Petition to have GOP senators jailed for sending letter to Iran draws more than 140,000 signatures

More than 140,000 as I write this, I should say. An hour ago, it was 136,000. At this rate, it’ll hit 200,000 by the end of the day.

Ed touched on this in passing earlier but I think we should pause to savor the moment when more than 100,000 Americans join together — on the White House website, no less — to call for arresting members of the Senate majority for the offense of challenging Barack Obama on something he’s worked really hard at. Because, let’s face it, that’s what’s driving this.

On March 9th, 2015, forty-seven United States Senators committed a treasonous offense when they decided to violate the Logan Act, a 1799 law which forbids unauthorized citizens from negotiating with foreign governments. Violation of the Logan Act is a felony, punishable under federal law with imprisonment of up to three years.

At a time when the United States government is attempting to reach a potential nuclear agreement with the Iranian government, 47 Senators saw fit to instead issue a condescending letter to the Iranian government stating that any agreement brokered by our President would not be upheld once the president leaves office.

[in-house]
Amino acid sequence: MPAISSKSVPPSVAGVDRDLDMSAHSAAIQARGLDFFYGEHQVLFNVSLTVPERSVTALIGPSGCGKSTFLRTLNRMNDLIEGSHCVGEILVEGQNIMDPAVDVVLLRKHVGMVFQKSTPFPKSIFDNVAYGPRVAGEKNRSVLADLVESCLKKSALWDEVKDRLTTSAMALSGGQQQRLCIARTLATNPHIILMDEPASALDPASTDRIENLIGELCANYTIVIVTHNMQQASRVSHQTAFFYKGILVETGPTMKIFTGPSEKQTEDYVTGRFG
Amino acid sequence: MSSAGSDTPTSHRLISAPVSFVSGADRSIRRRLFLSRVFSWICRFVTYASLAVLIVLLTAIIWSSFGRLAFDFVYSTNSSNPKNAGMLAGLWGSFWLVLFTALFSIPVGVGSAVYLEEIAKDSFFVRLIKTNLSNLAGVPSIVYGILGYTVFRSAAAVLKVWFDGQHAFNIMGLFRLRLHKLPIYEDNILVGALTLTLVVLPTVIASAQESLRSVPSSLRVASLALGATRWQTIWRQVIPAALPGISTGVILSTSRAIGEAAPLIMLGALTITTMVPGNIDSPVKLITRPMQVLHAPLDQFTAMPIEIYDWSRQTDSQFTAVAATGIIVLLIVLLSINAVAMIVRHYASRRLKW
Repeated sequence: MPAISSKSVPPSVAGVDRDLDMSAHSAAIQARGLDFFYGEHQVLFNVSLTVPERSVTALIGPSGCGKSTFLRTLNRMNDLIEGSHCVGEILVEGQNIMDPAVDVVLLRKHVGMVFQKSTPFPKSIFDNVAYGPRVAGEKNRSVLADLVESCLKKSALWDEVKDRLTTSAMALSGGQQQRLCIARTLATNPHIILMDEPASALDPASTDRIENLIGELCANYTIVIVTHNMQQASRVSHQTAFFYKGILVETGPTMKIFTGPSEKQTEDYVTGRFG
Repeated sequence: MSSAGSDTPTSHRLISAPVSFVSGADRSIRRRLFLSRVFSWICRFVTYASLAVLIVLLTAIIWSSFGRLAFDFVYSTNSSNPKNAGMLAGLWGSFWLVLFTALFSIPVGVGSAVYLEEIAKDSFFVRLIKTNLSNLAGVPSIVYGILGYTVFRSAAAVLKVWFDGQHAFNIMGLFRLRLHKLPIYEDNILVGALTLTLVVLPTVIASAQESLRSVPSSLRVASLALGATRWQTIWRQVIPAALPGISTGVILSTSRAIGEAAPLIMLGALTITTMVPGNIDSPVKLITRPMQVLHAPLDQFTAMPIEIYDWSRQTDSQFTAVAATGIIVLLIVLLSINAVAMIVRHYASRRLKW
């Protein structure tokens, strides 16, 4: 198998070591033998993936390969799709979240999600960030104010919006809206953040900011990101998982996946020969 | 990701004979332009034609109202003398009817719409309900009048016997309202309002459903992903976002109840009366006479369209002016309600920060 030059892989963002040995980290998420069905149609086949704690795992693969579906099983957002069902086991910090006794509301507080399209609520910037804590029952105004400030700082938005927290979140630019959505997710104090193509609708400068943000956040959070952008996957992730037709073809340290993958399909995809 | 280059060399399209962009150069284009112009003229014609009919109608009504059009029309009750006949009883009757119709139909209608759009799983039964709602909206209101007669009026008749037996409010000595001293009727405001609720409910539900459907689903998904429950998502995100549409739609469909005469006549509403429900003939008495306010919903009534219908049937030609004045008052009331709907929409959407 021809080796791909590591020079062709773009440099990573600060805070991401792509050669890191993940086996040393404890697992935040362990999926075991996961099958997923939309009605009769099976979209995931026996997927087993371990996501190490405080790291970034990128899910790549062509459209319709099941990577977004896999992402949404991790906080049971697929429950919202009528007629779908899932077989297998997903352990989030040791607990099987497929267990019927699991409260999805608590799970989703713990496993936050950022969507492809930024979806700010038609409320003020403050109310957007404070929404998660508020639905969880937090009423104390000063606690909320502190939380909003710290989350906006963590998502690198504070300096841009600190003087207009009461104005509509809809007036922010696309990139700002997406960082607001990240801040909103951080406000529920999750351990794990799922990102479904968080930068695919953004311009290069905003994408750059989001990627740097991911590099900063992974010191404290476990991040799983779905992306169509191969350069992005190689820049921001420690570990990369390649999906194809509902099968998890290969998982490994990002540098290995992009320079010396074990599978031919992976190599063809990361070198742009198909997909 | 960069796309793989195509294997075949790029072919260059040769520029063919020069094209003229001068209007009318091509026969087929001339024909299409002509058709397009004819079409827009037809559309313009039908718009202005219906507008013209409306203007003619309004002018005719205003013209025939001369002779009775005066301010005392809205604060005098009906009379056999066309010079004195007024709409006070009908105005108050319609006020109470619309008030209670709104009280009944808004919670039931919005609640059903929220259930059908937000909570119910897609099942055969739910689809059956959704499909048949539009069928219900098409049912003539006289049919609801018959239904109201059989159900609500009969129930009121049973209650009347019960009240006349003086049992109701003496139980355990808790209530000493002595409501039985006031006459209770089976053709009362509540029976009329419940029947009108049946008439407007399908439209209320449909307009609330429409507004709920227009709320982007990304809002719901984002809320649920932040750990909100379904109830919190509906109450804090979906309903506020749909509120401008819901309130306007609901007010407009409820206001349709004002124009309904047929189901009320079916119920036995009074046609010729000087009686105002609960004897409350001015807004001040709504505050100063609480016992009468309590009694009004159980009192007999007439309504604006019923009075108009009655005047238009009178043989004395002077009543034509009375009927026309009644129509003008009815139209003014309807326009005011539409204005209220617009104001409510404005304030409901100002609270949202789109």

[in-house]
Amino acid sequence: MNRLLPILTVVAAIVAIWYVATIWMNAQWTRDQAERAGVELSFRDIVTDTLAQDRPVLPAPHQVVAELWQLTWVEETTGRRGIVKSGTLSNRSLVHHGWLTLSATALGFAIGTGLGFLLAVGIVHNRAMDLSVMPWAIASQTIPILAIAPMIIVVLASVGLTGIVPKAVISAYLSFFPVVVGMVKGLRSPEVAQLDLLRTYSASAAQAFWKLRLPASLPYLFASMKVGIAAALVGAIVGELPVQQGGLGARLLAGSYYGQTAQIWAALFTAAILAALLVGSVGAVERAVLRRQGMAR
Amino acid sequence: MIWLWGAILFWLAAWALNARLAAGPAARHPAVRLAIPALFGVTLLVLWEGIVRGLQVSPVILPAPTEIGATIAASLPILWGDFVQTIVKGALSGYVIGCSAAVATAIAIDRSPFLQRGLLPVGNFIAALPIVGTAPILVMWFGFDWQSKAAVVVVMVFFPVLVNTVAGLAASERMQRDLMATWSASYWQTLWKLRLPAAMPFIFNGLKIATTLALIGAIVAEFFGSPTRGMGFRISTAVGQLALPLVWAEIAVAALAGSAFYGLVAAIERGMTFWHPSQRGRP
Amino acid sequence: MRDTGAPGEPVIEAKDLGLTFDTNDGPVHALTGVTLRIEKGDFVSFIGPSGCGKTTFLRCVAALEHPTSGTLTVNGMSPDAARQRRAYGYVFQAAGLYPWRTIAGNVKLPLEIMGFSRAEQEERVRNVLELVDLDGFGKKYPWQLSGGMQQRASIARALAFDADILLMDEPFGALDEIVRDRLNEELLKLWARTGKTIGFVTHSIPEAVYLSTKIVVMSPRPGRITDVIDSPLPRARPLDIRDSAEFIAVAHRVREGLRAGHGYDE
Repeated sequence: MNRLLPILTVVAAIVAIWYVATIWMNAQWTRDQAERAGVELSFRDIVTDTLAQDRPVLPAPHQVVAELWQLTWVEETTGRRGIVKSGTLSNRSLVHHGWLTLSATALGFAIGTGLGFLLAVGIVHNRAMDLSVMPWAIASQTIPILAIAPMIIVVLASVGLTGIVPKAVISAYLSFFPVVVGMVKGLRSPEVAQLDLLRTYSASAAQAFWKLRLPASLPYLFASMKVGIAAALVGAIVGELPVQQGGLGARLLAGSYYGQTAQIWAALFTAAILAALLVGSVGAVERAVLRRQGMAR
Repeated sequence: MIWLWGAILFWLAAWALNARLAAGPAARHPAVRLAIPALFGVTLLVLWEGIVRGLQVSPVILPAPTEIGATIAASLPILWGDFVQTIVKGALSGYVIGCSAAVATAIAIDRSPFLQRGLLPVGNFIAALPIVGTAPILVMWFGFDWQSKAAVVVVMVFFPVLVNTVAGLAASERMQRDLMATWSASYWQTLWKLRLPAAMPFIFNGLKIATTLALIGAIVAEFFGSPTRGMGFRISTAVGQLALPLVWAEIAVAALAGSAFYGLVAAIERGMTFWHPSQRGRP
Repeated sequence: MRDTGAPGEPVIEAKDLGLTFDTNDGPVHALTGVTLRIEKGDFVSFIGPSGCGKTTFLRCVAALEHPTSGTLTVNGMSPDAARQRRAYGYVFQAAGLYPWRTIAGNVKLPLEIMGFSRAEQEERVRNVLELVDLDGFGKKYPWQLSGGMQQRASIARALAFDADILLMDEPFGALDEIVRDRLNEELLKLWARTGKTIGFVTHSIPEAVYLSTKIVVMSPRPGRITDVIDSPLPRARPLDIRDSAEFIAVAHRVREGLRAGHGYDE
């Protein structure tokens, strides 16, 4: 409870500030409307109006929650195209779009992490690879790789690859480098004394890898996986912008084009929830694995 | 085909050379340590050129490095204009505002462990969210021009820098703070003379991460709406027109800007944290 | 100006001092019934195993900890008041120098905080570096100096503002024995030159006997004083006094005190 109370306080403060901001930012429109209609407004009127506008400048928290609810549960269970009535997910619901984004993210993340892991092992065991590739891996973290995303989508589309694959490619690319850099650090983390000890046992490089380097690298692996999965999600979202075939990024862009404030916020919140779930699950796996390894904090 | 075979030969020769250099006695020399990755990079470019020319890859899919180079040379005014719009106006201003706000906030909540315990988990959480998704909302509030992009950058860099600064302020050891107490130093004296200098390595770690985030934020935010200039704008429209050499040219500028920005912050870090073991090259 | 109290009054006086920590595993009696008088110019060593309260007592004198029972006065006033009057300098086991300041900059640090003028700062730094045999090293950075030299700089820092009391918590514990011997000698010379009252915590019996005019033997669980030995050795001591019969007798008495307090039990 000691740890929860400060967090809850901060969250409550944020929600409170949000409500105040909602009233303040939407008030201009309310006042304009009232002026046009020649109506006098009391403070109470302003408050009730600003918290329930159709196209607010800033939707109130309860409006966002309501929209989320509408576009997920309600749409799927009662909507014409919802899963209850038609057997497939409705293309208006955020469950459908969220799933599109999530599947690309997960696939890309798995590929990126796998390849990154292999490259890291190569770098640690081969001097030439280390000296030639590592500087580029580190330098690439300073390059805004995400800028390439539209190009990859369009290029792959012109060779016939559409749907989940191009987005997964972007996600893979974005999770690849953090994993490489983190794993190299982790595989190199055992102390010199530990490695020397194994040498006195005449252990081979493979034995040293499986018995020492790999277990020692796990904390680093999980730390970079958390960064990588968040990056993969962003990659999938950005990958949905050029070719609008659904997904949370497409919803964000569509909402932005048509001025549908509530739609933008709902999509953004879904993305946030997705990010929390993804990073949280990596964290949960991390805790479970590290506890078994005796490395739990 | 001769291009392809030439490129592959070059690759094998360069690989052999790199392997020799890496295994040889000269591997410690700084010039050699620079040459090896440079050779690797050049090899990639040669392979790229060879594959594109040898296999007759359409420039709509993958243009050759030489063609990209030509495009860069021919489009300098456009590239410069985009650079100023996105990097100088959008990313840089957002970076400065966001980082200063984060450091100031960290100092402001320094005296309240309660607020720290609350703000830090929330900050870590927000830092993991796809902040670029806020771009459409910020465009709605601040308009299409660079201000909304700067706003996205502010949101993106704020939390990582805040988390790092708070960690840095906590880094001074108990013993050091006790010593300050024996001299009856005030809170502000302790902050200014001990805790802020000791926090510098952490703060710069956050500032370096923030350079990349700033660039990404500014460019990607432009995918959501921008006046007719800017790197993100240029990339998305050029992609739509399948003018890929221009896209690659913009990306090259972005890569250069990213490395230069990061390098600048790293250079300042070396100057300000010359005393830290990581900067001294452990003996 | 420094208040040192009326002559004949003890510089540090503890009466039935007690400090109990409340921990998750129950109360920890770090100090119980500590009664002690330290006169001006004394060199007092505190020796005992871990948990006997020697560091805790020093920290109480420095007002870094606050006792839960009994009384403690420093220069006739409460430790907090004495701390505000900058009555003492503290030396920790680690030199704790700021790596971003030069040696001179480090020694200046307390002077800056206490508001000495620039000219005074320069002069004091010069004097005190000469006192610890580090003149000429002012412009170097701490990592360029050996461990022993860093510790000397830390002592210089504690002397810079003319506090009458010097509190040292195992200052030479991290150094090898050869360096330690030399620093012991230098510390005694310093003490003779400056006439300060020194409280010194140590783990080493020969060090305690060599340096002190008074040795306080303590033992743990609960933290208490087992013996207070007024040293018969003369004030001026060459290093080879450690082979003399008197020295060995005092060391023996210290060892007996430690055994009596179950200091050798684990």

This is a clear violation of federal law. In attempting to undermine our own nation, these 47 senators have committed treason.

The “tell” is the way the author conflates treason with the Logan Act. They’re separate offenses: One will get you three years in the pen, the other will get you lethal injection. They’re being sloppy about terminology in the petition because they want to use the word “treason,” a term with political resonance that “the Logan Act” lacks. That’s what they’re outraged by — the political, not legal, crime of defying Obama on his big foreign-policy showpiece, despite the fact that the Constitution explicitly empowers the Senate to defy him by granting it veto power over treaties. From war to immigration to health-care reform, the Democratic view of separation of powers ever since Republicans reclaimed the House in 2010 is that Obama has the right to act unilaterally for the common good if the GOP tries to obstruct him. Some lefties are explicit about it. If you hold that view, that Obama has an obligation to work with Congress only to the extent that Congress is willing to do what he wants, then of course you’d see treason here. The Constitution doesn’t apply in cases of partisan gridlock, silly.